The Tri-County Children’s Advocacy Center and the Alabama Sheriff’s Girls Ranch fight every day for children so the partnership was natural for the fundraiser Duck Norris Derby at Chuck’s Marina on Saturday.
The two agencies fight daily to protect and help children recover from abuse and the two merged their efforts for the Duck Norris Derby, a duck race.
“It was (the Alabama Sheriff’s Girls Ranch director) Jimmy Harmon’s idea,” Tri-County Children’s Advocacy Center director Jacueline Burgess said. “We wanted to do a duck derby and wanted it to be creative. He loved the idea of Duck Norris. A marketing company in Auburn came up with the design.”
T-shirts for the event featured a profile of a rubber duck with a beard like Chuck Norris’ circled by the words “Fighting for Families, Racing for Cash” and were sold to raise funds too.
The two agencies see each other all the time in the services they provide for children.
“The great thing about us joining forces for this duck derby is we partner every day for children,” Candice Gulley of the Alabama Sheriff’s Girls Ranch said.
“We are at the ranch helping with the girls a lot,” Burgess said.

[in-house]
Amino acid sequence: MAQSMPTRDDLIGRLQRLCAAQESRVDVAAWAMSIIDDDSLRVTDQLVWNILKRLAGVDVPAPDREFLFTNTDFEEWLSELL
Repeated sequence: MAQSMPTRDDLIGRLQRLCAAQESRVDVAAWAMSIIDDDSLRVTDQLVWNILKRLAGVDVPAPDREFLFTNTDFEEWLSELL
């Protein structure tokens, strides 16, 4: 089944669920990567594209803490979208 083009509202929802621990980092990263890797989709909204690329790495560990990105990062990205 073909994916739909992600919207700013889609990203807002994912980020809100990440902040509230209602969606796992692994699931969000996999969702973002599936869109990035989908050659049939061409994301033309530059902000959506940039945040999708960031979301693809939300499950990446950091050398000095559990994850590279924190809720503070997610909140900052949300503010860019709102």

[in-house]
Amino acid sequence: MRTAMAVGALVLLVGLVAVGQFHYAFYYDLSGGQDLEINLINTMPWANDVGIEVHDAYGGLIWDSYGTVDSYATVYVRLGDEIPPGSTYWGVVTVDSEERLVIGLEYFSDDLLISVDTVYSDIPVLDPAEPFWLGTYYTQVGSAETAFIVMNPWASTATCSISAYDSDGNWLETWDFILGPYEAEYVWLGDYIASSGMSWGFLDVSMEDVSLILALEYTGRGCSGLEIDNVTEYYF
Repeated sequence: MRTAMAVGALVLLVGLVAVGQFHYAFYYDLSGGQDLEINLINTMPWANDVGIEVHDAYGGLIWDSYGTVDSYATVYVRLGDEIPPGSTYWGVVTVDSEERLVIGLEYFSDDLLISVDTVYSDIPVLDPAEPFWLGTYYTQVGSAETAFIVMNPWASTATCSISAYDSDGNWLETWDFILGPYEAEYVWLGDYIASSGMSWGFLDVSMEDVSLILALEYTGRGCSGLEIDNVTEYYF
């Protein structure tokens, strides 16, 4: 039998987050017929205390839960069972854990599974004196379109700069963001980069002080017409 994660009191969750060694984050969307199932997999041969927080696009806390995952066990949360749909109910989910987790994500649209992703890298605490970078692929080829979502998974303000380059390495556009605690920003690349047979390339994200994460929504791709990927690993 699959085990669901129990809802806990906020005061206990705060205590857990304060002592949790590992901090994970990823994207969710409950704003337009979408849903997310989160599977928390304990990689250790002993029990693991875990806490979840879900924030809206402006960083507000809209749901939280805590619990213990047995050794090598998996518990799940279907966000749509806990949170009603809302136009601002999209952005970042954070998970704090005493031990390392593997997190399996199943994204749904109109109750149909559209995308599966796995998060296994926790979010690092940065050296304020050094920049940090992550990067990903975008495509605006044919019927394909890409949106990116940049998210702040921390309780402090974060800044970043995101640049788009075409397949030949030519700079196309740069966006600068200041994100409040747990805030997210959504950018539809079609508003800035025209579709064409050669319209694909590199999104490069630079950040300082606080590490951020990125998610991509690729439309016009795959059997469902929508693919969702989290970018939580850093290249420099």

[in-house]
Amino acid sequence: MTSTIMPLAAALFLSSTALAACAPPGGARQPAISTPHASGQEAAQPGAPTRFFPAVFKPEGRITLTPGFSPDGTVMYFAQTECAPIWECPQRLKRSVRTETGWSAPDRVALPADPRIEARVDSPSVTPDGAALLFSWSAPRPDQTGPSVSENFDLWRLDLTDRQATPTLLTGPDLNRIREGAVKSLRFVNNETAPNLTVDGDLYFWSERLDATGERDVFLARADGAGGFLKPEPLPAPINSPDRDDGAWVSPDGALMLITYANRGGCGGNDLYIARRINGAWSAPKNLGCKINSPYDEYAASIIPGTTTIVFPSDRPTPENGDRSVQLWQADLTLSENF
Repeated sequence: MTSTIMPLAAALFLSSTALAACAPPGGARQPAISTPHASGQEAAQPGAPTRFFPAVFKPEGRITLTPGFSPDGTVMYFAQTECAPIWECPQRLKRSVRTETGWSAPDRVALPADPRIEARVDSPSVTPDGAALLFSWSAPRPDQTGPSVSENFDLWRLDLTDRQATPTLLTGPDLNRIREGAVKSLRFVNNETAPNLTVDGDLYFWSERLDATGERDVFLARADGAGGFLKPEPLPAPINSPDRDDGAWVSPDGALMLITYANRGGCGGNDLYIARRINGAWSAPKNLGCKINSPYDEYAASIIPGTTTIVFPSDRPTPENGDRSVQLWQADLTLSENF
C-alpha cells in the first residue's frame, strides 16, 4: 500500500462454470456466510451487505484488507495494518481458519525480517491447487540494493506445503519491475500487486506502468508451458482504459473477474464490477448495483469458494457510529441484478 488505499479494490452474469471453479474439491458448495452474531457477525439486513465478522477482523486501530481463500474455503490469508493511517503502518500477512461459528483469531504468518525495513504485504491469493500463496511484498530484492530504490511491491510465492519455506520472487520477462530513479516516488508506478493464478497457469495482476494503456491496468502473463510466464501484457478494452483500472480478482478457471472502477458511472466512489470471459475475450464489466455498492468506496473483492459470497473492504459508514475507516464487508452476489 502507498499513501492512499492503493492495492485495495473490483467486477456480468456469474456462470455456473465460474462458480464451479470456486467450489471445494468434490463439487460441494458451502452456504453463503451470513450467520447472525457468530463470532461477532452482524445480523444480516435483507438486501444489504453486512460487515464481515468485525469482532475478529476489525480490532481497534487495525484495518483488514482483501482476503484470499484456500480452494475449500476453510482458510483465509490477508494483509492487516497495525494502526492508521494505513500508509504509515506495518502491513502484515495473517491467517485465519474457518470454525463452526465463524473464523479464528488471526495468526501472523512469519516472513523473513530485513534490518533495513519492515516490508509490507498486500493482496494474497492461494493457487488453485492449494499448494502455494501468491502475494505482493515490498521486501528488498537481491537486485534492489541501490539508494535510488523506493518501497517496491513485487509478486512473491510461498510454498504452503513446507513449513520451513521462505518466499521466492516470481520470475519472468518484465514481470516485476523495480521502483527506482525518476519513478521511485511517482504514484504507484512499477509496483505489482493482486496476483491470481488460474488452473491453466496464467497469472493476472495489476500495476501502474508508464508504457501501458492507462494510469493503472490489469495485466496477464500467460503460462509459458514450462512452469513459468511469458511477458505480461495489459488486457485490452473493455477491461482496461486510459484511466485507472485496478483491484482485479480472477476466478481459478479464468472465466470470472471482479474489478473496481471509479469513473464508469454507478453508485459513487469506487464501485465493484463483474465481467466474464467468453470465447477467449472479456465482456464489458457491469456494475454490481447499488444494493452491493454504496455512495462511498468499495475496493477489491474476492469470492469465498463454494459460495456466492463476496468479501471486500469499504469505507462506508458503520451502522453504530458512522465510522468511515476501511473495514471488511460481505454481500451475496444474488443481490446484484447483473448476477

Those wanting to help the cause of the Tri-County Child Advocacy Center and the Alabama Sheriff’s Ranch purchased numbered rubber ducks to be released at the same time at Chuck’s Marina Saturday afternoon.
“We sold 2,061 ducks,” Burgess said. “It is double what we did last year.”
Dadeville resident William Harrell was the winner of the $2,500 first prize, Bob Huhn was second and awarded a stay for four at the Great Wolf Lodge in LaGrange, Georgia, and Todd Trolinger received a gift certificate and gift pack from Chuck’s Marina.
The funds will be split between the two agencies.
“This is the only fundraiser we do all year,” Burgess said. “We also received funds from the (Lake Martin Area) United Way, the state and the crime victims fund.”
The girls ranch brought some of its girls to help with the derby and enjoy the waters of Lake Martin. Gulley said the girls ranch is always seeking funds.
“We don’t get state funding,” Gulley said. “We rely predominantly on fundraising and local community support along with the United Way.”